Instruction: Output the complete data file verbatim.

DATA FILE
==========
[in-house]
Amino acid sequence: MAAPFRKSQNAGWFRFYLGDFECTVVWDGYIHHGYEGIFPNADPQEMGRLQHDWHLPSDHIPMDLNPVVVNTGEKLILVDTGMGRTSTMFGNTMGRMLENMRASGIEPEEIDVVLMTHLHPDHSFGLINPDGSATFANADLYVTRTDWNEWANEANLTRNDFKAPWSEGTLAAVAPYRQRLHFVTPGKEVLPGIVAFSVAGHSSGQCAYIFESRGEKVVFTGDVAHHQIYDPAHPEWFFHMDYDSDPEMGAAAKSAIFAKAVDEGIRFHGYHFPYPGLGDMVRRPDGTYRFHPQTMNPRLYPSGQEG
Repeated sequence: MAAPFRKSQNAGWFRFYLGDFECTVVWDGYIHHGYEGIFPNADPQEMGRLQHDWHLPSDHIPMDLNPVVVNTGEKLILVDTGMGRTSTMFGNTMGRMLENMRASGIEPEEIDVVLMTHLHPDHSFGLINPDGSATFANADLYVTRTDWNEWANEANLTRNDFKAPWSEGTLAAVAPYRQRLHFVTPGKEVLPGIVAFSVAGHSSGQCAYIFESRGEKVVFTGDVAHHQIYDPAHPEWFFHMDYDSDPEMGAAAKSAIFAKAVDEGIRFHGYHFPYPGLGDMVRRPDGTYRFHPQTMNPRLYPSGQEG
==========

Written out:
[in-house]
Amino acid sequence: MAAPFRKSQNAGWFRFYLGDFECTVVWDGYIHHGYEGIFPNADPQEMGRLQHDWHLPSDHIPMDLNPVVVNTGEKLILVDTGMGRTSTMFGNTMGRMLENMRASGIEPEEIDVVLMTHLHPDHSFGLINPDGSATFANADLYVTRTDWNEWANEANLTRNDFKAPWSEGTLAAVAPYRQRLHFVTPGKEVLPGIVAFSVAGHSSGQCAYIFESRGEKVVFTGDVAHHQIYDPAHPEWFFHMDYDSDPEMGAAAKSAIFAKAVDEGIRFHGYHFPYPGLGDMVRRPDGTYRFHPQTMNPRLYPSGQEG
Repeated sequence: MAAPFRKSQNAGWFRFYLGDFECTVVWDGYIHHGYEGIFPNADPQEMGRLQHDWHLPSDHIPMDLNPVVVNTGEKLILVDTGMGRTSTMFGNTMGRMLENMRASGIEPEEIDVVLMTHLHPDHSFGLINPDGSATFANADLYVTRTDWNEWANEANLTRNDFKAPWSEGTLAAVAPYRQRLHFVTPGKEVLPGIVAFSVAGHSSGQCAYIFESRGEKVVFTGDVAHHQIYDPAHPEWFFHMDYDSDPEMGAAAKSAIFAKAVDEGIRFHGYHFPYPGLGDMVRRPDGTYRFHPQTMNPRLYPSGQEG